The Acer Negundo
is commonly known as Arce (spanish)
, Ash-leaved Maple
, Ashleaf Maple
, California Boxelder
, Fresno De Guajuco (spanish)
, Inland Boxelder
, Manitoba Maple
, as well as Western Boxelder< Go Back
Boxelder is widespread in riparian and palustrine communities throughout
most of the contiguous United States. Its range extends from New Jersey
and central New York west through extreme southern Ontario, central
Michigan, northern Minnesota, central Manitoba, central Saskatchewan,
southern Alberta and central Montana, eastern Wyoming, Utah, and
California; and south to southern Texas and central Florida. It is also
local in New Hampshire, Vermont, Massachusetts, Connecticut, Idaho, and
Nevada. Boxelder has been naturalized in Maine, southern Quebec, New
Brunswick, Nova Scotia, Prince Edward Island, and in southeastern
Washington and eastern Oregon. Varieties of boxelder occur in the
mountains of Mexico (Nuevo Leon, San Luis Potosi, and south to
Chihuahua) and in Guatemala [32
General distribution by variety is as follows [25
var. negundo -- eastern United States and introduced to eastern
Washington and Oregon
var. interior -- Rocky Mountains to Arizona and Canada
var. violaceum -- northeastern United States and northern Great Plains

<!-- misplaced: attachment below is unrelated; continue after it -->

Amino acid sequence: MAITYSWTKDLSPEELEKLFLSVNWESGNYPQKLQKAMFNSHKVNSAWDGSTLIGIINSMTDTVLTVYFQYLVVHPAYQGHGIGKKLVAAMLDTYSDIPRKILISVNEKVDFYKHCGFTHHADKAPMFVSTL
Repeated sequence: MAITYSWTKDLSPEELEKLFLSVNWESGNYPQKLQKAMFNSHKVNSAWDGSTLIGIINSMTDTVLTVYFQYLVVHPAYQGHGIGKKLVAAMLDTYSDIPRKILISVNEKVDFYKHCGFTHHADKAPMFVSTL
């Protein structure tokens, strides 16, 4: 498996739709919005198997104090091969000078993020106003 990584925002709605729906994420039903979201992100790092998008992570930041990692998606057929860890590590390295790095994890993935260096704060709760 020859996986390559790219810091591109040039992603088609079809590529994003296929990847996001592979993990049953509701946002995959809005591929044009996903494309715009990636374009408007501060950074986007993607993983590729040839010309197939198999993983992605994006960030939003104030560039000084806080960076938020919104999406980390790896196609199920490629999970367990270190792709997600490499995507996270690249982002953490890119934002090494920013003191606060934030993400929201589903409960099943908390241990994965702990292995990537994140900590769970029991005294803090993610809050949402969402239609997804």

var. texanum -- western Missouri, eastern Kansas and throughout the
var. californicum -- California
var. arizonicum -- Arizona and New Mexico
The fully documented scientific name of boxelder is Acer negundo L.
Numerous varieties of this widely distributed species have been
Acer negundo var. negundo L.
Acer negundo var. interior (Britt.)Sarg.
Acer negundo var. violaceum (Kirchn.) Jaeg.
Acer negundo var. texanum Pax.
Acer negundo var. californicum Sarg.
Acer negundo var. arizonicum Sarg.
These varieties appear to represent fairly distinct geographic races.
Intergradation occurs between varieties and has been considerable
between var. violaceum and var. negundo [16
Boxelder is a component of various deciduous forest plant associations
in the Great Plains. It is associated with the following overstory
dominants: green ash (Fraxinus pennsylvanica), narrowleaf cottonwood
(Populus angustifolia), plains cottonwood (P. sargentii), aspen (P.
tremuloides), willow (Salix spp.), and bur oak (Quercus macrocarpa). In
Arizona and New Mexico, boxelder is the overstory dominant in several
high elevation riparian forests. In much of this species' range there
are no described plant communities.
Published classification schemes listing boxelder as a member of various
community types (cts), habitat types (hts), or dominance types (dts) are
Location Classification Authority
AZ, NM riparian cts Szaro 1990
MT riparian dts Hansen & others 1988
MT, se ID riparian cts Padgett & others 1989
sw NM riparian hts Medina 1986
sc OK bottomland cts Petranka & Holland 1980
SD,ND: Custer NF general veg. hts Hansen & Hoffman 1988
< Go Back
Much of the information presented here is attributed to:
Rosario, Lynn C. 1988. Acer negundo. In: Fire Effects Information System, [Online].
U.S. Department of Agriculture, Forest Service,
Rocky Mountain Research Station, Fire Sciences Laboratory (Producer). Available at USDA Forest Service.